A top British Conservative and adviser to Prime Minister David Cameron was forced to quit his post last week after claiming that, in this “so-called recession,” most Britons have “never had it so good.” Lord Young of Graffham’s bout of foot-in-mouth disease came just one month after the government announced its deepest public spending cuts since the Second World War, slicing about $134 billion through 2015. But speaking to the Daily Telegraph, Lord Young opined that, when they look back on spending cuts, “people will wonder what all the fuss was about,” arguing that a drop in mortgage rates had actually left many better off.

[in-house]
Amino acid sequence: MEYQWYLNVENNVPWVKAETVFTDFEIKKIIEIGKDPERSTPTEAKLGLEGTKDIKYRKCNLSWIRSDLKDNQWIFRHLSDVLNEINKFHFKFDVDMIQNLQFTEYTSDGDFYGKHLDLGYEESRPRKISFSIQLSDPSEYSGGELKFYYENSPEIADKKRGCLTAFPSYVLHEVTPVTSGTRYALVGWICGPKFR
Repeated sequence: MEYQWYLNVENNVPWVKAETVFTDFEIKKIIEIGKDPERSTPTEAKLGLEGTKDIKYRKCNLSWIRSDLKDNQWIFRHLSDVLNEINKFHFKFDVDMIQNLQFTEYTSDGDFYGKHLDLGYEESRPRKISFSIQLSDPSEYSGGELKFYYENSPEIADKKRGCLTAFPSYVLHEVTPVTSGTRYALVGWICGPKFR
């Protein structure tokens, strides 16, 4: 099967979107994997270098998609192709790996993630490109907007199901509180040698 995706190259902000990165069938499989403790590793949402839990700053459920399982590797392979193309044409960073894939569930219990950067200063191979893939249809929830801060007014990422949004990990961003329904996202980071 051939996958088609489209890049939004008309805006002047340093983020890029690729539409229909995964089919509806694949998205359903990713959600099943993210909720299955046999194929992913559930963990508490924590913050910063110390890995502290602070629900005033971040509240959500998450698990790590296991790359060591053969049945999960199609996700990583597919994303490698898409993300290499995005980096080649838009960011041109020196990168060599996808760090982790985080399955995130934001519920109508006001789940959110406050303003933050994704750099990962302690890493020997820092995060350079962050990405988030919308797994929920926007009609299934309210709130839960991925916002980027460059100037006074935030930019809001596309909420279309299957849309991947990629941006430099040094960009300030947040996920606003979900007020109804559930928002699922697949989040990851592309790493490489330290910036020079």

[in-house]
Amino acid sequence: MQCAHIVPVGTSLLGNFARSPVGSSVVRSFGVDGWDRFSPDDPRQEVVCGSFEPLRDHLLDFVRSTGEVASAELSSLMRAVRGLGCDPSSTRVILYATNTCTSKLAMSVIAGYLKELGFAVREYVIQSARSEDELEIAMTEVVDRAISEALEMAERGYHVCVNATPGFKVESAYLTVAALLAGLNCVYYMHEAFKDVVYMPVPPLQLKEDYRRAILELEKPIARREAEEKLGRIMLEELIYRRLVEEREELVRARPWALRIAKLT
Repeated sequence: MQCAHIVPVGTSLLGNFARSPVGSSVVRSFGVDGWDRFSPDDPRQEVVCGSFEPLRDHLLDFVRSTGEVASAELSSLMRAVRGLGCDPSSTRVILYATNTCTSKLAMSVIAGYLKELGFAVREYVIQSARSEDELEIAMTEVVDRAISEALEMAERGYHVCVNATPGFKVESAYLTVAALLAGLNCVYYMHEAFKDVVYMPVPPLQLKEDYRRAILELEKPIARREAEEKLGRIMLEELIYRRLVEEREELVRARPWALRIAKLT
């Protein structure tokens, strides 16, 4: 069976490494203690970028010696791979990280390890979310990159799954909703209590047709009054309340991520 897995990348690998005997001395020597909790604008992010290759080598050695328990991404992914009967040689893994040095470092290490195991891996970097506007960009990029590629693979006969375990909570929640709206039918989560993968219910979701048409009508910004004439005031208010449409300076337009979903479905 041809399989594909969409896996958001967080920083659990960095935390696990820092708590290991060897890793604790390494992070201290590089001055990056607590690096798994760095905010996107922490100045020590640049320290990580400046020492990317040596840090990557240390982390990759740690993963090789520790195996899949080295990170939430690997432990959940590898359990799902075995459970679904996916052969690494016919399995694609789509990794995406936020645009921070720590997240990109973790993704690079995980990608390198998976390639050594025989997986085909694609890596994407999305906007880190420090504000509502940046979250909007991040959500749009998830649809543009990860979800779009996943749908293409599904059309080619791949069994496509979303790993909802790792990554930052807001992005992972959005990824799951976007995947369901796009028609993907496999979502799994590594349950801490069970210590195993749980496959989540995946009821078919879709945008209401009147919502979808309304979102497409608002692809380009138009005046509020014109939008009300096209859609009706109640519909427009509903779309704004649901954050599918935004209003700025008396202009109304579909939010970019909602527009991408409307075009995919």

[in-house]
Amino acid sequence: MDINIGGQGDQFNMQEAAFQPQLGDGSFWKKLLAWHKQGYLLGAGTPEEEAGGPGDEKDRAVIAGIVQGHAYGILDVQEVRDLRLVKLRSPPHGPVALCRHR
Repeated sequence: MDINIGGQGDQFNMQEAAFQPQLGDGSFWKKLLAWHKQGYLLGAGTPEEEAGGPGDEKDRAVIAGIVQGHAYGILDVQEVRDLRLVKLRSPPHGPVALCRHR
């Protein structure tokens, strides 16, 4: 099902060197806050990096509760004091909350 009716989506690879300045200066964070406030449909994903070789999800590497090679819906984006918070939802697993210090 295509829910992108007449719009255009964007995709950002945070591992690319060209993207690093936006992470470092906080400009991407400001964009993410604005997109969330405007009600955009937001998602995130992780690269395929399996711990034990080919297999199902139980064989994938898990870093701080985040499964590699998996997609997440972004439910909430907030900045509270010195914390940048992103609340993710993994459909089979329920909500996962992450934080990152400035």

It’s not the first time a Tory has made such a verbal faux pas. In February, for example, long-standing MP Sir Nicholas Winterton (who’s since retired) sparked outrage after saying that MPs should be allowed to travel first class on trains to avoid the masses. “They are a totally different type of people,” he said. Even before he was appointed in May, Cameron worked hard to make the Tories seem less elitist. The prime minister was quick to distance himself from Lord Young’s comments, saying, “I think he’ll be doing a bit less speaking in the future.”